Attach a tungsten bead to one of the New size 12 Fulling Mill Force Jig hook with a slotted 3.3 mm tungsten bead. Run a layer of black thread to the base of the hook and strip 4/5 fibres of red game hackle from the stalk and tie in. Vary the length depending on the hook size and attach a length of gold wire for the rib.

Create a layer of thread to which the pheasant tail body can lay on and attach 3/4 strands of pheasant to the back of the hook. Take the thread to a safe position behind the bead and in touching turns, run the body material towards the bead. Once your happy with the length of the body tie in and cut off, securing with open turns of the gold wire.

Whip finish and cut the thread from the hook and attach a floss type material – here I’ve used Glo-Bright No5 – and secure just behind the bead. Create a thorax from the floss with multiple turns of thread just behind the bead. Whip finish and tie off, securing with varnish.

Tying Materials

Hook: Fulling Mill Force Jig Hook Size 12
Bead: Slotted 3.5mm Gold Tungsten Bead
Thread: Brown UTC 70 Denier
Tail: Red Game Cock Hackle
Rib: Gold Wire
Body: Pheasant Tail
Hotspot: Glo Bright No5

Written by Kieron Jenkins

Fly of the Week – Pink Tail Caddis Jig

Fishtec fly Of The Week

The Pink Tail Caddis is Kieron’s variant of the ‘peeping caddis’. Tied in exactly the same manor as the original, but with the addition of a CDC hackle and tied onto a jig hook. The jig hook helps this fly fish head down with the pink tag facing upwards, hopefully looking more enticing to the awaiting fish. This pattern can be easily changed by simply altering the colours of the wool – It is also good to change the position of the hackle such as around the bend of the hook just after attaching the tail.

Take a length of wool and burn the end with a sighter. Slowly push the end of the wool towards the flame to singe the end and create a dark ball. This will act as the caddis’s head. Slot a slotted bead onto a Jig hook, here I have used a 3mm tungsten bead with a size 12 Fulling Mill Force Jig Hook. Attach brown UTC 70 denier to the hook and build a layer of thread behind the bead. This is to ensure the bead stays in place and doesn’t slip down the hook.

Run a layer of thread to the back of the hook, stopping short of the bend and attaching the tail. Cover the cut off of the wool with thread to create a net, even under body and attach a length of gold wire to the hook. Dub a generous amount of Hares Ear fur to the thread in an even formation, this ensures the body stays even throughout the length of the fly, just like the real thing. Wind the dubbing to the head of the fly and stop just short of the bead. Wind the rib through the body in even, spacious turns and tie off.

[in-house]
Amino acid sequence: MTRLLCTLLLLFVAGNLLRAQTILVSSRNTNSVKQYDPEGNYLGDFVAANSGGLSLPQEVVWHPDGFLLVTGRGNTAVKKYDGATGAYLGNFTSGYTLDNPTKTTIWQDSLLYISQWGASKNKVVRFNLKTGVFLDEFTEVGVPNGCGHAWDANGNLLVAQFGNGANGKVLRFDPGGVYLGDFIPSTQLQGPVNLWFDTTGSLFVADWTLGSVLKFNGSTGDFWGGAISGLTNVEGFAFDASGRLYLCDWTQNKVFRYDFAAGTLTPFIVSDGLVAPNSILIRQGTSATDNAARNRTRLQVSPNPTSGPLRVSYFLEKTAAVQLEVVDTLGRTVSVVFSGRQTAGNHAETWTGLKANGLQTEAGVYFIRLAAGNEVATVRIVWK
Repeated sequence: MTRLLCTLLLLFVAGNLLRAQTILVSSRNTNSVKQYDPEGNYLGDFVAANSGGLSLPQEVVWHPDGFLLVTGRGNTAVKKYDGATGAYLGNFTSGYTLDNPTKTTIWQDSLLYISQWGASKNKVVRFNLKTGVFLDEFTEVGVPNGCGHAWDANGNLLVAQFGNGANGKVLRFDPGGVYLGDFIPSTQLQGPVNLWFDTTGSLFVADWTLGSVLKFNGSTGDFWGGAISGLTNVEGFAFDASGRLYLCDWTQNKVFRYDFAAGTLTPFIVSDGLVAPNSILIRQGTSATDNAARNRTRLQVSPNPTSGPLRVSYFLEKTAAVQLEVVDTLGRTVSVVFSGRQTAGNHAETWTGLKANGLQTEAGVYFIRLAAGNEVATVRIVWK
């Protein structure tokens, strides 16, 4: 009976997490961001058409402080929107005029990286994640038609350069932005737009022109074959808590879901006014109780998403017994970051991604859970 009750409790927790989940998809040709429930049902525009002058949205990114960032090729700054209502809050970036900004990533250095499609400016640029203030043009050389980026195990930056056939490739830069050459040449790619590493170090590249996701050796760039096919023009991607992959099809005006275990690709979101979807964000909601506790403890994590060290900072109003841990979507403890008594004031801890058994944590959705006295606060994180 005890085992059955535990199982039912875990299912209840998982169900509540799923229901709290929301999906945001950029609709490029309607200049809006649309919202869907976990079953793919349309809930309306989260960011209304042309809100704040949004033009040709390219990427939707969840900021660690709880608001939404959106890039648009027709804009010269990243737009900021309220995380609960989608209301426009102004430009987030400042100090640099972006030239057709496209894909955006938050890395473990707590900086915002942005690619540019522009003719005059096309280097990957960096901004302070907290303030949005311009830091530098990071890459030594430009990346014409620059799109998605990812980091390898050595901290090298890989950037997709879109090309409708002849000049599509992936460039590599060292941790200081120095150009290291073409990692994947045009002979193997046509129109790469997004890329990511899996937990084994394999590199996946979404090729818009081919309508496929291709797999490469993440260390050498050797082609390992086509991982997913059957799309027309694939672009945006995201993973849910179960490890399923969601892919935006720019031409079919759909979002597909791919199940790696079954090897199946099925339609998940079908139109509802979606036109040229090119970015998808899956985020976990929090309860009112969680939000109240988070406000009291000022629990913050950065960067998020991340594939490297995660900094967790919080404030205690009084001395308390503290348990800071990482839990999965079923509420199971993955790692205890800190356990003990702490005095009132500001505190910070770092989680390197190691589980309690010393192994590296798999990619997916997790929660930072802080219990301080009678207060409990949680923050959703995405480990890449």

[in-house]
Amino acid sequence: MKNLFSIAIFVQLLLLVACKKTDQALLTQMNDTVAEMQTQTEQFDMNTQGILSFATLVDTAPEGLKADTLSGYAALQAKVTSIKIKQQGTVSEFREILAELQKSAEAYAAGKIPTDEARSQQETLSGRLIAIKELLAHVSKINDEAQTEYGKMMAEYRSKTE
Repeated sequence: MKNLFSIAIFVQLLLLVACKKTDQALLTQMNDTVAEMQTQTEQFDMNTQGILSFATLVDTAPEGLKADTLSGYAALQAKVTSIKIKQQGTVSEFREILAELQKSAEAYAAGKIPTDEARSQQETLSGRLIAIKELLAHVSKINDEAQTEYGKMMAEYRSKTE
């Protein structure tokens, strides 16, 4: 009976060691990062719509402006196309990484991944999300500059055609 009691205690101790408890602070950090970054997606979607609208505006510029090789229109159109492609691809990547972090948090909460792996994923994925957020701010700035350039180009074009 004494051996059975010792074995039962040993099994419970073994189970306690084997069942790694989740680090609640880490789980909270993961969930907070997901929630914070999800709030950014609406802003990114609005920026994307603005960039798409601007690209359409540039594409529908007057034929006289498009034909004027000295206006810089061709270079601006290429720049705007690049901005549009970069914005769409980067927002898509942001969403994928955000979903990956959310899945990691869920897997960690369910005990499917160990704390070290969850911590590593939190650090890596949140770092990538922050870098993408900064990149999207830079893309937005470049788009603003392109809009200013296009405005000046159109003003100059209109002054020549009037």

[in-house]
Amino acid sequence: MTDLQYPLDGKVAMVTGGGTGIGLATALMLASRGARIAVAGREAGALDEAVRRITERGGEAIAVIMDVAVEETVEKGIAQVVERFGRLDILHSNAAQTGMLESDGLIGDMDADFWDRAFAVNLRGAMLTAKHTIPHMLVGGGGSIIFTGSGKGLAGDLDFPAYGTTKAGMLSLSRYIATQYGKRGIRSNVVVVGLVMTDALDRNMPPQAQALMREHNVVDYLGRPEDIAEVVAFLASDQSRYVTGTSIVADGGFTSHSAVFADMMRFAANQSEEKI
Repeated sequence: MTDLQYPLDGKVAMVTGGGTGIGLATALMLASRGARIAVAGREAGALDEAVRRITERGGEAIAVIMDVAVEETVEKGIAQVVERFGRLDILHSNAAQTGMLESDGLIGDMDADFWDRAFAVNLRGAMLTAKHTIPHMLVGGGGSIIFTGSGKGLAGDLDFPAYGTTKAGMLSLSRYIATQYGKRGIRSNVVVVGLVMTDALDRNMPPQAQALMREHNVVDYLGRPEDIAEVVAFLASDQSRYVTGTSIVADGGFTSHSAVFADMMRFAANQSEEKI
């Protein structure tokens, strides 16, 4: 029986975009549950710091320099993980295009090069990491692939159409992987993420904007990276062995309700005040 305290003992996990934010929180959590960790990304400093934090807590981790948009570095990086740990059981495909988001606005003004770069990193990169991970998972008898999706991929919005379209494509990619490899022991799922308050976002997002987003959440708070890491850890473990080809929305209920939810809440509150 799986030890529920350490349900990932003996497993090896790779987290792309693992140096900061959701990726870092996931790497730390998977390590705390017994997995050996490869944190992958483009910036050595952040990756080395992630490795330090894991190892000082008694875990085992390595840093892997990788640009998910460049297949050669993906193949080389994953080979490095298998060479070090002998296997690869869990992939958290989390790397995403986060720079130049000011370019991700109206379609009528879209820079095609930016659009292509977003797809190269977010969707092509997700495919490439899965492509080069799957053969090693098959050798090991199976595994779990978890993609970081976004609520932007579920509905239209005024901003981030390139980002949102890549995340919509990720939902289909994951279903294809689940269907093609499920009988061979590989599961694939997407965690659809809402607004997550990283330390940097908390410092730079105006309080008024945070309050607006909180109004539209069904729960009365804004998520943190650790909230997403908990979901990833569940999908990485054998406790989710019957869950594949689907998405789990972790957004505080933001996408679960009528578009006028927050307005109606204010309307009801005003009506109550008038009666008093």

Prepare a CDC feather for the hackle, stroking the fibres back from the tip so it can be tied securely in place behind the bead. Clamp the hackle pliers to the CDC stalk and wind onto the hook. I prefer just one turn of CDC, but add as many to your satisfaction. Tie in and tidy up with more dubbing. Pull the CDC feathers back along the fly and tare where you feel necessary to create a ‘leggy’ look.

 Pink Tail Caddis Material list

Hook: Fulling Mill Force Jig Hook Size 12
Bead: Slotted 3.5mm Gold Tungsten Bead
Thread: Brown UTC 70 Denier
Tail: Wool (burnt)
Rib: Gold Wire
Body: Hares Ear
Hackle: CDC (wound)
Thorax: Hares Ear


Written by Kieron Jenkins

Fly of the Week – Black Hot Spot Pheasant Tail Jig

Fly of the Week - Black Pheasant Tail
‘Jigs’ or J hooks have been getting increasingly popular over the last couple of years, with most post-jig anglers becoming jig-maniacs! A lot of anglers only have jig style flies in their box, but that isn’t a bad thing as they are growing in popularity with the fish, too! One thing that hasn’t changed though is the tendency for fish to eat pheasant tail nymphs, so this weeks, fly of the week has both attributes, Pheasant tail and a Jig hook.

Start off by threading a 3.5mm slotted bead onto a Fulling Mill Force Jig Hook, size 12.  Bulk up a layer of UTC Thread behind the bead to secure it tightly in place. This ensures the bead doesn’t wobble and become dislodged. Take the thread down the hook and stop just as the curve takes shape.

Take around six or seven strands of black cock hackle and tie in roughly the same length of the hook. Strip four strands of black pheasant tail and length of gold wire from the spool and tie both in, running the thread to around 2/3s of the way up the hook. Wind the pheasant over the thread and then rib the wire in the opposite direction to secure, and tie off.

Attach two strands of Glo-Bright Flo Orange to the hook at around four inches in length. These are used for the hotspot, so bulk each turn up on top of each other, around five or six times, tie off, and tie in a strand of natural peacock herl to create the thorax. Wind the herl towards the bead, again bulking the head up so the head appears tapered to the bead. Simply tie off and whip finish.

This fly can be varied in colour, size and style by changing the hotspot colour or thorax material.


Written by Kieron Jenkins